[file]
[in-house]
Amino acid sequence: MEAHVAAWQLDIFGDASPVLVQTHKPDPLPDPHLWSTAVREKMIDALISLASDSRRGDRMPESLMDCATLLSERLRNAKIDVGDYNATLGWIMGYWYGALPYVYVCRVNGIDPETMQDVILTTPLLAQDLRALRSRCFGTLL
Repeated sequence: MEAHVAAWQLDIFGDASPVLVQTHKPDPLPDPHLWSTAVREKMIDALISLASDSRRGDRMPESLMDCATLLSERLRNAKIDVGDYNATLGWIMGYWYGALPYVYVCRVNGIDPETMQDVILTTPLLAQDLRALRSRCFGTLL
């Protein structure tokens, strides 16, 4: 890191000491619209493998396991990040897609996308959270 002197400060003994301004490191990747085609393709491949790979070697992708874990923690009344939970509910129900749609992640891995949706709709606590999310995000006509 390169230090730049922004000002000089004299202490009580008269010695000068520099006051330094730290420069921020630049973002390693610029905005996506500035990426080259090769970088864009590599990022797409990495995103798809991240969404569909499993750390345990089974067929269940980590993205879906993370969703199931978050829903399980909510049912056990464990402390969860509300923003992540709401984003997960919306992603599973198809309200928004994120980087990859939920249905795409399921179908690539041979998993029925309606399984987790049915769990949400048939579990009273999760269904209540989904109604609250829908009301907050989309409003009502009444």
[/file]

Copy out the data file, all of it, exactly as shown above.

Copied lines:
[in-house]
Amino acid sequence: MEAHVAAWQLDIFGDASPVLVQTHKPDPLPDPHLWSTAVREKMIDALISLASDSRRGDRMPESLMDCATLLSERLRNAKIDVGDYNATLGWIMGYWYGALPYVYVCRVNGIDPETMQDVILTTPLLAQDLRALRSRCFGTLL
Repeated sequence: MEAHVAAWQLDIFGDASPVLVQTHKPDPLPDPHLWSTAVREKMIDALISLASDSRRGDRMPESLMDCATLLSERLRNAKIDVGDYNATLGWIMGYWYGALPYVYVCRVNGIDPETMQDVILTTPLLAQDLRALRSRCFGTLL
């Protein structure tokens, strides 16, 4: 890191000491619209493998396991990040897609996308959270 002197400060003994301004490191990747085609393709491949790979070697992708874990923690009344939970509910129900749609992640891995949706709709606590999310995000006509 390169230090730049922004000002000089004299202490009580008269010695000068520099006051330094730290420069921020630049973002390693610029905005996506500035990426080259090769970088864009590599990022797409990495995103798809991240969404569909499993750390345990089974067929269940980590993205879906993370969703199931978050829903399980909510049912056990464990402390969860509300923003992540709401984003997960919306992603599973198809309200928004994120980087990859939920249905795409399921179908690539041979998993029925309606399984987790049915769990949400048939579990009273999760269904209540989904109604609250829908009301907050989309409003009502009444």